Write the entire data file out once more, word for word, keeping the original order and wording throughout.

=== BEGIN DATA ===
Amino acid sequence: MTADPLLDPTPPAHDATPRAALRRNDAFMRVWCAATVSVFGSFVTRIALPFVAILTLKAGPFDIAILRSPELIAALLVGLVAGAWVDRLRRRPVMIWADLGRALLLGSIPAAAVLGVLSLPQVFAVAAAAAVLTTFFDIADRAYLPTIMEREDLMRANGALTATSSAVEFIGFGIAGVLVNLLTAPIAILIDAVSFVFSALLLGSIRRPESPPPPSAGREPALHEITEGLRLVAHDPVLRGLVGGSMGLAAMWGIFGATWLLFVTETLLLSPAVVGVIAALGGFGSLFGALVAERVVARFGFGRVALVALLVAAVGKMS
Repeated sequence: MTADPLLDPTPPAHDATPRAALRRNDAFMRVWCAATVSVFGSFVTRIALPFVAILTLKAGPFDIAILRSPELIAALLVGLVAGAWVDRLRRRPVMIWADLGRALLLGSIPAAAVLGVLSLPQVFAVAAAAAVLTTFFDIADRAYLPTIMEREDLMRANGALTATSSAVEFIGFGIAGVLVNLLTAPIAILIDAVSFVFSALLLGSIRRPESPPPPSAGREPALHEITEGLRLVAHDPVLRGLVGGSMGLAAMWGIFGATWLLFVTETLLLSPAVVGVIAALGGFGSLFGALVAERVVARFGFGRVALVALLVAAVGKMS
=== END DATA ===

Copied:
Amino acid sequence: MTADPLLDPTPPAHDATPRAALRRNDAFMRVWCAATVSVFGSFVTRIALPFVAILTLKAGPFDIAILRSPELIAALLVGLVAGAWVDRLRRRPVMIWADLGRALLLGSIPAAAVLGVLSLPQVFAVAAAAAVLTTFFDIADRAYLPTIMEREDLMRANGALTATSSAVEFIGFGIAGVLVNLLTAPIAILIDAVSFVFSALLLGSIRRPESPPPPSAGREPALHEITEGLRLVAHDPVLRGLVGGSMGLAAMWGIFGATWLLFVTETLLLSPAVVGVIAALGGFGSLFGALVAERVVARFGFGRVALVALLVAAVGKMS
Repeated sequence: MTADPLLDPTPPAHDATPRAALRRNDAFMRVWCAATVSVFGSFVTRIALPFVAILTLKAGPFDIAILRSPELIAALLVGLVAGAWVDRLRRRPVMIWADLGRALLLGSIPAAAVLGVLSLPQVFAVAAAAAVLTTFFDIADRAYLPTIMEREDLMRANGALTATSSAVEFIGFGIAGVLVNLLTAPIAILIDAVSFVFSALLLGSIRRPESPPPPSAGREPALHEITEGLRLVAHDPVLRGLVGGSMGLAAMWGIFGATWLLFVTETLLLSPAVVGVIAALGGFGSLFGALVAERVVARFGFGRVALVALLVAAVGKMS